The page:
Fantasy football champions open things up right now, especially 3-5 and 4-4 teams. Teams who made it through Marshawn Lynch or Frank Gore's initial 2011 slumps with records like this can attest.
The 2-6 teams need to win out, most likely, in order to have a chance to make their fantasy playoffs. If you are 1-7, you are virtually eliminated at this point, but I have seen numerous 6-7 teams make the playoffs in my life based on a points-total tiebreaker for the last slot. It is certainly no everyday event.
Let me preface this by saying that this call occurred off-air, as many do, with callers who waited on hold that we were not able to get to during the show. I will also say that this fantasy owner was a losing fantasy owner.
I know this because I don't give advice until I hear your team name and your record. In fact, I will begin instituting that here as well. No advice until your team name (PG-13 version if necessary) and your record are stated in the comments.
Caller: Felix Jones vs. New York Giants or Trent Richardson vs. San Diego Chargers?
Me: Trent Richardson.
Caller: I worry about his injury and if he'll be banged up.
Me: You're kidding me.
Me: You are thinking about starting Felix Jones and all of the sudden you are Mr. Anti-Banged-Up Player? Trent Richardson was reported officially by the Cleveland Browns as a more involved participant in practice this week for one. For two, name one time during any significant span of Felix Jones' career that he has not either been on the sidelines or playing through some sort of ailment.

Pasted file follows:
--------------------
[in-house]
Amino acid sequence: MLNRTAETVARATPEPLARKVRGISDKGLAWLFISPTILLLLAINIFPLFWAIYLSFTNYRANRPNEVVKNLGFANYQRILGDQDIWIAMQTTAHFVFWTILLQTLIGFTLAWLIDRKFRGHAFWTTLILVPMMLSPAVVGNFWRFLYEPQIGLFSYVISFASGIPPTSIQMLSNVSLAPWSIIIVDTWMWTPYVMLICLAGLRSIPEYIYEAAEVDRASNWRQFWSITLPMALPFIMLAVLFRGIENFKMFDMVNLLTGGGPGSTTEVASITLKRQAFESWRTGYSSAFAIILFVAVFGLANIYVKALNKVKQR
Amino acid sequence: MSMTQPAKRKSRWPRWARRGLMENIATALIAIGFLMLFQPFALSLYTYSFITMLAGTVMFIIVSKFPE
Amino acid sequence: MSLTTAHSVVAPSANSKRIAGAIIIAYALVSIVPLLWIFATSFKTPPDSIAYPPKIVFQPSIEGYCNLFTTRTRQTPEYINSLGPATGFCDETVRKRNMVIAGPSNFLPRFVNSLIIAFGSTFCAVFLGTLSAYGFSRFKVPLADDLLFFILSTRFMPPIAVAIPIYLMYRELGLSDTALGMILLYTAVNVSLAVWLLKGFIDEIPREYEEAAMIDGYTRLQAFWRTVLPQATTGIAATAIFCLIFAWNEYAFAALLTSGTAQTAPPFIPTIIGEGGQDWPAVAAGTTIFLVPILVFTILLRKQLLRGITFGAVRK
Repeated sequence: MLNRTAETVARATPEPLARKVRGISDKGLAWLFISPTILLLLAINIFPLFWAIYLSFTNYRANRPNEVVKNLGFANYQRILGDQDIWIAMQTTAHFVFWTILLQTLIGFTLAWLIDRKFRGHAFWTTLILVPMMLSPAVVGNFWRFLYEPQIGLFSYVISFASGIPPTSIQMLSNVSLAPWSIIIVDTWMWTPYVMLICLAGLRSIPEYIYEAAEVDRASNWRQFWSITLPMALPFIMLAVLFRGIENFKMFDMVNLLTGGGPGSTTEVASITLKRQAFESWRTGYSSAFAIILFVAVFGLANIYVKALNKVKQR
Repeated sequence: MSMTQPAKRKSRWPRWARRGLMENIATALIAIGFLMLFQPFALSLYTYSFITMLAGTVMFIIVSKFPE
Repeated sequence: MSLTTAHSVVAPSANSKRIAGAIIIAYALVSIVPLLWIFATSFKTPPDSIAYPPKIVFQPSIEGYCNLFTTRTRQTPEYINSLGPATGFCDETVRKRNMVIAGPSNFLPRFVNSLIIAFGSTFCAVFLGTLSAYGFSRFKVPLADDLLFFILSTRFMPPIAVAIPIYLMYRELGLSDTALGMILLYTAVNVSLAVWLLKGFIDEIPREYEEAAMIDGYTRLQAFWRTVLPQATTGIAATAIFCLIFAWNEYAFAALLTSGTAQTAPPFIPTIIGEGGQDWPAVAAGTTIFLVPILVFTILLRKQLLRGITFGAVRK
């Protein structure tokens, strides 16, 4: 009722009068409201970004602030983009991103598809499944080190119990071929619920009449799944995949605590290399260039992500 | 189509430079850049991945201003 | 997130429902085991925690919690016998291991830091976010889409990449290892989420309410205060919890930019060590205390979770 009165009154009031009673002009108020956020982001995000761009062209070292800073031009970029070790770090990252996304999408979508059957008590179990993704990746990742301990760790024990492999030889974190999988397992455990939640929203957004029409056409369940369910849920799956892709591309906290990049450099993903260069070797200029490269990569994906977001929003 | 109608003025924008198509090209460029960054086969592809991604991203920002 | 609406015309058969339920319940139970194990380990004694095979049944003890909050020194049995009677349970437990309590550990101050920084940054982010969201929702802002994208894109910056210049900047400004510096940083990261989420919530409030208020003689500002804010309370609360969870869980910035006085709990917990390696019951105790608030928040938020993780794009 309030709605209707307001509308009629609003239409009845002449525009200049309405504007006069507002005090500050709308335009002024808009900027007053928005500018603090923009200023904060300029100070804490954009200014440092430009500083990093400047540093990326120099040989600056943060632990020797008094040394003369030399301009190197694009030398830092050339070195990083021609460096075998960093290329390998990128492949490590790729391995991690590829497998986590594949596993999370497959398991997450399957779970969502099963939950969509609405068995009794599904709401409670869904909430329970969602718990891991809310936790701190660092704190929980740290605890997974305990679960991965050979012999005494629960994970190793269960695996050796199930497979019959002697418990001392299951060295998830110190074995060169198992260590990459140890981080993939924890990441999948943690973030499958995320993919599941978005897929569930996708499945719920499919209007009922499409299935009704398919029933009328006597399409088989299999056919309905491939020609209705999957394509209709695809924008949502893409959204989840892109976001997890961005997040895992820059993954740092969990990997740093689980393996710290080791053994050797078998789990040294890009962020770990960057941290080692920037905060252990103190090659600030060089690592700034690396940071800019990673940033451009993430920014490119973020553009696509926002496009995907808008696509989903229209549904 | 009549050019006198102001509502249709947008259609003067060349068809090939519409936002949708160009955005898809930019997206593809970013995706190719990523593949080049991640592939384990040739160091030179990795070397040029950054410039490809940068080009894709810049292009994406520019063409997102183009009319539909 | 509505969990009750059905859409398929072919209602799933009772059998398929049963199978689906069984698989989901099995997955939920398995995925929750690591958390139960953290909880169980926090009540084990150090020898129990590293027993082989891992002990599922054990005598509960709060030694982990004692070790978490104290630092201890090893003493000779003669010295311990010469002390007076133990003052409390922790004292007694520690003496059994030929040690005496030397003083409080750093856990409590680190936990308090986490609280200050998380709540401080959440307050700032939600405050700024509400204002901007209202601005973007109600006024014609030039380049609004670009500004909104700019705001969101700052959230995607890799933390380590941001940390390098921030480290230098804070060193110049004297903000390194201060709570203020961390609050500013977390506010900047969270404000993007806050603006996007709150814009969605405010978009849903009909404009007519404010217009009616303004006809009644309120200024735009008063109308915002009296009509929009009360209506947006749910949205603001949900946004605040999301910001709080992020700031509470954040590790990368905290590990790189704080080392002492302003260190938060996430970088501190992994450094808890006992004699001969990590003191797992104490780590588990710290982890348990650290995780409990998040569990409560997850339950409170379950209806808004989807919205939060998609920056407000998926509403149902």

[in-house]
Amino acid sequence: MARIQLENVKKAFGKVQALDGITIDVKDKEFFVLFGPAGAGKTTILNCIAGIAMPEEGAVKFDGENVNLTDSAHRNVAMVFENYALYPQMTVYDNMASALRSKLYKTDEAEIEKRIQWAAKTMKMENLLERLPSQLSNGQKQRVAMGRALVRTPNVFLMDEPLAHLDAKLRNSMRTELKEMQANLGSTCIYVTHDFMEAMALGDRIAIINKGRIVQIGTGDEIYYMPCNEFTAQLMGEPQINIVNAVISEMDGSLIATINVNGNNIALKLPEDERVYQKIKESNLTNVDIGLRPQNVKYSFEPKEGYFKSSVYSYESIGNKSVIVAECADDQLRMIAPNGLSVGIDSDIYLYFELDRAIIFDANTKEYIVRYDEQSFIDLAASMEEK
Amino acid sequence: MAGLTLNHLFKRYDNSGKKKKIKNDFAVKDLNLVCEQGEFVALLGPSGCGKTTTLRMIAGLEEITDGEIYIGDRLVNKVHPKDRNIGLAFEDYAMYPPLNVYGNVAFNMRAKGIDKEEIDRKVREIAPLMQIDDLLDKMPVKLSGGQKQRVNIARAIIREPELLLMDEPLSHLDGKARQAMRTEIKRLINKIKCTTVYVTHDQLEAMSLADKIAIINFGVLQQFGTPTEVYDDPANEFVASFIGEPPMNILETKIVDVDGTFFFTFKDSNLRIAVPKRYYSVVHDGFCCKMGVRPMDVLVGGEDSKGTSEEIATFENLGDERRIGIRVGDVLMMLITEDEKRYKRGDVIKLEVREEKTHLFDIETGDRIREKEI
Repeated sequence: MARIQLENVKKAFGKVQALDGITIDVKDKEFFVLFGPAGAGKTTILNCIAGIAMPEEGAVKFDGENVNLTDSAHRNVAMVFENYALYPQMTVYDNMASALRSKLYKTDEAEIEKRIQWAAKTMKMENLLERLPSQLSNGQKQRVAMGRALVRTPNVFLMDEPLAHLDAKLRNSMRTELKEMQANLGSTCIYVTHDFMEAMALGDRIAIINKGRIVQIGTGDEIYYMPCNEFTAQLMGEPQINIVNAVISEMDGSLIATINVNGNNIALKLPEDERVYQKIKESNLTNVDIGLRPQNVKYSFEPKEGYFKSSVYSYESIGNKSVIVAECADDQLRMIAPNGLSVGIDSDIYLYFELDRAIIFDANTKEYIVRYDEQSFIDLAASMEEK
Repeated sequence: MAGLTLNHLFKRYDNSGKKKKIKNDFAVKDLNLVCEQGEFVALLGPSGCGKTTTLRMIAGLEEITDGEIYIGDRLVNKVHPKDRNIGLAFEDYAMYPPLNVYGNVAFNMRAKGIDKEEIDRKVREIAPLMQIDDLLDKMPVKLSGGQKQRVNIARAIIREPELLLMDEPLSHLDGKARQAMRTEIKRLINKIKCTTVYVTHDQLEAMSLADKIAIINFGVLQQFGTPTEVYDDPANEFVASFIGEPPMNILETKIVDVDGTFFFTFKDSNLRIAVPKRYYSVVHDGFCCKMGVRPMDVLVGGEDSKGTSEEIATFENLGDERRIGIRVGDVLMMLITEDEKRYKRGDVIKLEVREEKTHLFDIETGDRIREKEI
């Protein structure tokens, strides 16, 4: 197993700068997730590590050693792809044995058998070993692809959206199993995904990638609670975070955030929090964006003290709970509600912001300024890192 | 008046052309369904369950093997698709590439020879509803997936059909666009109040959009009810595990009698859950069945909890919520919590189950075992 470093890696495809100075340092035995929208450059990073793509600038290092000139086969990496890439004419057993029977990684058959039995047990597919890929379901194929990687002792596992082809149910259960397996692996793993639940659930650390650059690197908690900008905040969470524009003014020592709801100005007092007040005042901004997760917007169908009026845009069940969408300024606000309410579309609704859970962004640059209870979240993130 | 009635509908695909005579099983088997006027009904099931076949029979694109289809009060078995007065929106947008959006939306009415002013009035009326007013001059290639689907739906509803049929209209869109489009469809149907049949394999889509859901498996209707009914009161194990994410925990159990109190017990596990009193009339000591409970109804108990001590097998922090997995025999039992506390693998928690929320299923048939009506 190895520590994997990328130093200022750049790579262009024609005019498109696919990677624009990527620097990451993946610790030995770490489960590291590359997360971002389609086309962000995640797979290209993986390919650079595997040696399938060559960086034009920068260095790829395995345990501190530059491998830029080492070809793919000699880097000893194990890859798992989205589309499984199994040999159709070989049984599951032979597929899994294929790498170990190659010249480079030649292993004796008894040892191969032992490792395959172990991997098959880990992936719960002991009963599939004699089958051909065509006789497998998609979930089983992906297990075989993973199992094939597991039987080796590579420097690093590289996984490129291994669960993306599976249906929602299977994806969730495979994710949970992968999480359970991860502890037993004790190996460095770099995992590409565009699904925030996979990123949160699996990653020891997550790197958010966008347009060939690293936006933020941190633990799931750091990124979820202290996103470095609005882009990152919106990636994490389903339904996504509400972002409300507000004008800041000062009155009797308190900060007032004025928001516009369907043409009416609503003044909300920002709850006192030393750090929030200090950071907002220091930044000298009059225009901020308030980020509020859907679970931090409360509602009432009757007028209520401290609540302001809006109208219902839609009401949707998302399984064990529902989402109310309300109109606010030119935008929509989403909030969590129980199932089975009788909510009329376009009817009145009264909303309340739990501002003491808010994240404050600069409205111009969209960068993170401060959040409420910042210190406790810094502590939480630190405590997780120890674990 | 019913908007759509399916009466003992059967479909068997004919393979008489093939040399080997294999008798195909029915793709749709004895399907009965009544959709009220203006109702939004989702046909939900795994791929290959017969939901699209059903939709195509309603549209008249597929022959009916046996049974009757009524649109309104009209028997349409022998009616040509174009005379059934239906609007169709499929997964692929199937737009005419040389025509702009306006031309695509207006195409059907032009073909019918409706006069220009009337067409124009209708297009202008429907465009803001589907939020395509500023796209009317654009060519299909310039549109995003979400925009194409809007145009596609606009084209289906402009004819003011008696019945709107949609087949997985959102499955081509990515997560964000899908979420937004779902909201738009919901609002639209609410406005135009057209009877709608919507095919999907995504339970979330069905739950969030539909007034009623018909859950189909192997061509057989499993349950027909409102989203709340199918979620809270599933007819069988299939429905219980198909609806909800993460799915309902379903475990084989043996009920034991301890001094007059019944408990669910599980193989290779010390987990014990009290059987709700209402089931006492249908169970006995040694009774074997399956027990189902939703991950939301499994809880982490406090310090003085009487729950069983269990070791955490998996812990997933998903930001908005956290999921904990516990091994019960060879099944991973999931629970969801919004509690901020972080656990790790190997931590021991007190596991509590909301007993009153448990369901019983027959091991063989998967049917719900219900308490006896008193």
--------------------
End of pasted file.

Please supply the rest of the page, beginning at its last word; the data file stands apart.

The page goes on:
Caller: So, Richardson?
Me: Can you name one time?
Caller: OK. Richardson. I'm switching him out.
Thank goodness he did. Thank goodness he called and had someone talk him out of benching an elite weapon over a "safer" backup. A backup in position to start with a history of fantasy bed-wetting that cannot be cured by the thickest plastic sheets.
This guy's mind wasn't working right because he was playing scared, and you just can't. You can't right now.
There are moves to be made and things to be done, but this is the bedrock and foundation.
Whether you are winning or losing in your league currently, I would suggest adopting this philosophy, as it is a winning one down the stretch.
My draft methodologies change, but the season always stays the same. I picture it in my head like a map. I operate in a conservative and observant fashion early on, only offering very, very lopsided trades and hoping to land a lunker.
I have found it successful to open up significantly right about now. Right after Week 8. It's a big week. If you look at the psychology of the game, and the 16-week season with impending trade deadlines, things are getting intense. How many trades have gone down in your league this week? It's more than usual, because this is just how this thing works.
Our future selves will look back at these late-season, "moving day"-type moves as the ones that made or broke our fantasy seasons, but you have to make them. If you have ever followed a poker tournament, you know that moving day comes about three-quarters of the way in, and strategically is the most opportune time to "get hot."
It works in the NFL, too. Ask the New York Giants, most recently.